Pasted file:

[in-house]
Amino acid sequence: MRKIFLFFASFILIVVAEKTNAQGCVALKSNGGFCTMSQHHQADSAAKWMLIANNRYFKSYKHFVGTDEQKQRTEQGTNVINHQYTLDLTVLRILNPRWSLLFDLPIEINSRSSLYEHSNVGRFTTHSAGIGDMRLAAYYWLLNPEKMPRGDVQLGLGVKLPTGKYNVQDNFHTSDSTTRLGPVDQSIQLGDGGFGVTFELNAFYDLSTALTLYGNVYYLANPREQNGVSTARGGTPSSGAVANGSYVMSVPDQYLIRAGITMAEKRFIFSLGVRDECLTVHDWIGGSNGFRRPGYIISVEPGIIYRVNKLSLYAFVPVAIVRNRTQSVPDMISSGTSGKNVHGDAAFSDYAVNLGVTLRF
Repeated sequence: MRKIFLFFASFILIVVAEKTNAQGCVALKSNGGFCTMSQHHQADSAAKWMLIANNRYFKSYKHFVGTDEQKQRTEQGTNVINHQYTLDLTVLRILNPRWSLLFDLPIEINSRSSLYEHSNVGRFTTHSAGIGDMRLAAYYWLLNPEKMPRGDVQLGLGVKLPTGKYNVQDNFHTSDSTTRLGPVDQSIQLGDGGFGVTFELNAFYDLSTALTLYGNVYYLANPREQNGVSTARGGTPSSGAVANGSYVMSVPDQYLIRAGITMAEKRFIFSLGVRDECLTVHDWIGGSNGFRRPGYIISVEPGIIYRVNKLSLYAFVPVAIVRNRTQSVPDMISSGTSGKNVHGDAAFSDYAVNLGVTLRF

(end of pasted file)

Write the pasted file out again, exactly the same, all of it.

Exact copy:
[in-house]
Amino acid sequence: MRKIFLFFASFILIVVAEKTNAQGCVALKSNGGFCTMSQHHQADSAAKWMLIANNRYFKSYKHFVGTDEQKQRTEQGTNVINHQYTLDLTVLRILNPRWSLLFDLPIEINSRSSLYEHSNVGRFTTHSAGIGDMRLAAYYWLLNPEKMPRGDVQLGLGVKLPTGKYNVQDNFHTSDSTTRLGPVDQSIQLGDGGFGVTFELNAFYDLSTALTLYGNVYYLANPREQNGVSTARGGTPSSGAVANGSYVMSVPDQYLIRAGITMAEKRFIFSLGVRDECLTVHDWIGGSNGFRRPGYIISVEPGIIYRVNKLSLYAFVPVAIVRNRTQSVPDMISSGTSGKNVHGDAAFSDYAVNLGVTLRF
Repeated sequence: MRKIFLFFASFILIVVAEKTNAQGCVALKSNGGFCTMSQHHQADSAAKWMLIANNRYFKSYKHFVGTDEQKQRTEQGTNVINHQYTLDLTVLRILNPRWSLLFDLPIEINSRSSLYEHSNVGRFTTHSAGIGDMRLAAYYWLLNPEKMPRGDVQLGLGVKLPTGKYNVQDNFHTSDSTTRLGPVDQSIQLGDGGFGVTFELNAFYDLSTALTLYGNVYYLANPREQNGVSTARGGTPSSGAVANGSYVMSVPDQYLIRAGITMAEKRFIFSLGVRDECLTVHDWIGGSNGFRRPGYIISVEPGIIYRVNKLSLYAFVPVAIVRNRTQSVPDMISSGTSGKNVHGDAAFSDYAVNLGVTLRF